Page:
Arnold K. Pizer - Re: Strange TeX error  6/8/2005; 11:58:30 AM (reads: 2443, responses: 0) Hi, I didn't know we were removing all interior spaces and I think that's a dangerous thing to do. It's much more likely to cause problems than having two different expressions with the same MD5 name. That said, the probability of a problem is still pretty small. One simple example that comes to mind is r \cdot s (r.s) becoming r\cdots (r...) So as a quick fix that will certainly work I would opt for removing all initial and trailing spaces and then replaceing all multiple spaces by a single space. Of course that means storing two images for x=y and x = y. I doubt that such things will really add much overhead. If one is really worried about space, then one could try John's solution of replacing all spaces after a macro name by some illegal tex character (is @ suitable?) but then you may have to be careful. E.g how do you reconize macros? I think \\c is legal for a new line followed by a c. I'm not sure the space savings are worth the potential pitfalls. Arnie <| Post or View Comments |>

 Davide P. Cervone - Re: Strange TeX error  6/8/2005; 2:59:03 PM (reads: 2695, responses: 0) John: Thanks for the explanation. I agree that trying to recognize different strings that produce the same TeX output is a laudable idea, but it seems that simply removing all the spaces might be too naive an approach. On the other hand, I've never actually run into a case where it mattered; but Nandor did, so the probability is small, but non-zero. I think Nandor may have the right idea when he suggests removing spaces other than between alphabetic characters. I might also not remove them after open and close braces (where they can also be meaningful, though that is rare), but I think everything else is fine (ignoring the possibility of using hbox within a formula, in which case the spaces are significant). The @ symbol should be fine to use as a replacement for spaces, but why bother changing it at all? Once you have removed all the removable spaces, do you have to convert the remaining spaces to something else? Davide <| Post or View Comments |>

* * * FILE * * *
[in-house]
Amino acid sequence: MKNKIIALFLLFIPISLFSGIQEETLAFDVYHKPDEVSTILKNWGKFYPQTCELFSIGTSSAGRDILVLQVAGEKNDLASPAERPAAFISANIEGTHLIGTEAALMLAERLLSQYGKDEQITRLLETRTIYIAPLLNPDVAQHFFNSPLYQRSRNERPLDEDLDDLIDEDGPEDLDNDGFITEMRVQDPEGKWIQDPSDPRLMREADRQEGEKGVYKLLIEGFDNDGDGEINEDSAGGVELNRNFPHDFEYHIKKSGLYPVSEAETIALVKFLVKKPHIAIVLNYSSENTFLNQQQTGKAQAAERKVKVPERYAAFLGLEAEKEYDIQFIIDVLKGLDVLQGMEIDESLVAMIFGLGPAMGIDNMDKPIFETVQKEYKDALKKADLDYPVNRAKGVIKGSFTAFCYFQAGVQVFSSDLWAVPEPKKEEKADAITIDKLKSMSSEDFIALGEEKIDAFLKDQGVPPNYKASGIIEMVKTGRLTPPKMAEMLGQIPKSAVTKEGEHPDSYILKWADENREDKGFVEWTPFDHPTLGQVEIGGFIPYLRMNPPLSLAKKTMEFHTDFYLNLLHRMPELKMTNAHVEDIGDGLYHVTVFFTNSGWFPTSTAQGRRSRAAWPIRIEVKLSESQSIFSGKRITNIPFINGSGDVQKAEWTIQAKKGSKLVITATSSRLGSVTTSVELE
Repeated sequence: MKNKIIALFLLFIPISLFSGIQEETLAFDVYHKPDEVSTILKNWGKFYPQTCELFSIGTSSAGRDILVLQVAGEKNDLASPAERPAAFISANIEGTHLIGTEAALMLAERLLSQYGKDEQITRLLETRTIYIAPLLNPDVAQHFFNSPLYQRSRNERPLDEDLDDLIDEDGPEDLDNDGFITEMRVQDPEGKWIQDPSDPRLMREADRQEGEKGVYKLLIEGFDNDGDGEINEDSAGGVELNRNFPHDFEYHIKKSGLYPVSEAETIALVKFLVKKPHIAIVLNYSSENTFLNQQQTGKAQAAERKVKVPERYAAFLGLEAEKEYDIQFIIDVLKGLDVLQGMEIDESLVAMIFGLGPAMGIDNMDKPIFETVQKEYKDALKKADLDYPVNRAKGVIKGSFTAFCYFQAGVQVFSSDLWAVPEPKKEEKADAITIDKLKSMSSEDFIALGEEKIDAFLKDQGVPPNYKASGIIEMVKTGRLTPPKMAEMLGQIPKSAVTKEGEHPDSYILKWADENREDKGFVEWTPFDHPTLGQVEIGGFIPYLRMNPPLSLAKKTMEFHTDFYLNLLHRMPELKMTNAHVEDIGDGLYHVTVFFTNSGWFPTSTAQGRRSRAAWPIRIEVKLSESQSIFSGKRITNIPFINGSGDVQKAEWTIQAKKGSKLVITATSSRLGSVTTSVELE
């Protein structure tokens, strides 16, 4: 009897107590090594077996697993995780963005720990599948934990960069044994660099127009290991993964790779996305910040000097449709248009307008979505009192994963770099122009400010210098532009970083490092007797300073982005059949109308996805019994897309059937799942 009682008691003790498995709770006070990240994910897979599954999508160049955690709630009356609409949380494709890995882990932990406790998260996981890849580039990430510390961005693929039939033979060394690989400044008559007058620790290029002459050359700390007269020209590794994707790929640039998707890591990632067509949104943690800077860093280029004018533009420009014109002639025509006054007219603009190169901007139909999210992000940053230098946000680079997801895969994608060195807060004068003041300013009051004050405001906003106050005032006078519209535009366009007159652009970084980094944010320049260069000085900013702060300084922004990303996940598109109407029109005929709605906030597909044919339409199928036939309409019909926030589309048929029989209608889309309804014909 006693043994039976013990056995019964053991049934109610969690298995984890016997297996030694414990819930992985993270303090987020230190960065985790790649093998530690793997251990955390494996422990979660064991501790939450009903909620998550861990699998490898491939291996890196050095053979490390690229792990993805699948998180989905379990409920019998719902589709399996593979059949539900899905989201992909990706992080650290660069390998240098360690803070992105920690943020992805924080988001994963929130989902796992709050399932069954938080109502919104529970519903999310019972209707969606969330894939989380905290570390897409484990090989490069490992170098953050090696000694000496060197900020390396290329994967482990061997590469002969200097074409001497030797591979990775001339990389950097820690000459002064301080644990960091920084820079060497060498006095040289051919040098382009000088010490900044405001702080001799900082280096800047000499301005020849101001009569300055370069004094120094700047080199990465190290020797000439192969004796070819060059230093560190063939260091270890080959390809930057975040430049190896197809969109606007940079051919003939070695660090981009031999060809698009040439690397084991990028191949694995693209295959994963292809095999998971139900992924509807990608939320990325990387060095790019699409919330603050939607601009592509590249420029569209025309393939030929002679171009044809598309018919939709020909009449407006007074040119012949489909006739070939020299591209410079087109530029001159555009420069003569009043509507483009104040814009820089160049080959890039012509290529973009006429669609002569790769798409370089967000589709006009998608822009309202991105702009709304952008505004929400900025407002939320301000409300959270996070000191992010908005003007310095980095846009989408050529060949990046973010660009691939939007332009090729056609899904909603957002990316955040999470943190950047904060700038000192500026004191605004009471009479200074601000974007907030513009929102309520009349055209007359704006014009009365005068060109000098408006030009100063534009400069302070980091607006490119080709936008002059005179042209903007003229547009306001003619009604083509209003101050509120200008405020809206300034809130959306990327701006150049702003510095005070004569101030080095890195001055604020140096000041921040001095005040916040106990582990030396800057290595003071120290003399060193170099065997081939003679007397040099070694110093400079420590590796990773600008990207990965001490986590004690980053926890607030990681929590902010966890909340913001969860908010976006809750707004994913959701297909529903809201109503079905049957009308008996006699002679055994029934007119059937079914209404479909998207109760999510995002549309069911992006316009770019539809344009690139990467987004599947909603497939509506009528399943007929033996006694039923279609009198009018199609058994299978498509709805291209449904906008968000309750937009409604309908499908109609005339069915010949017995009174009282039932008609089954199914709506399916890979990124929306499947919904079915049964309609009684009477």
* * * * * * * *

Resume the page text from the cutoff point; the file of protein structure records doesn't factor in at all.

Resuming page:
John Jones - Re: Strange TeX error  6/9/2005; 2:54:35 PM (reads: 2432, responses: 0) Hi, I was suggesting the @ only as a simple way of coding things - replace needed spaces by @, then remove all whitespace. It maybe that we should opt for something simple and safe like all leading and trailing space, and multiple spaces get converted to a single space. I think one could remove more. After all, any spaces left behind is then safer than the current situation which rarely fails. But, maybe it isn't worth it. John <| Post or View Comments |>

 Arnold K. Pizer - Re: Strange TeX error  6/10/2005; 9:04:09 AM (reads: 2455, responses: 0) Hi, I would vote for the simple and safe method. Also this will probably be a tiny bit faster than a more complicated search and replace operation. Arnie <| Post or View Comments |>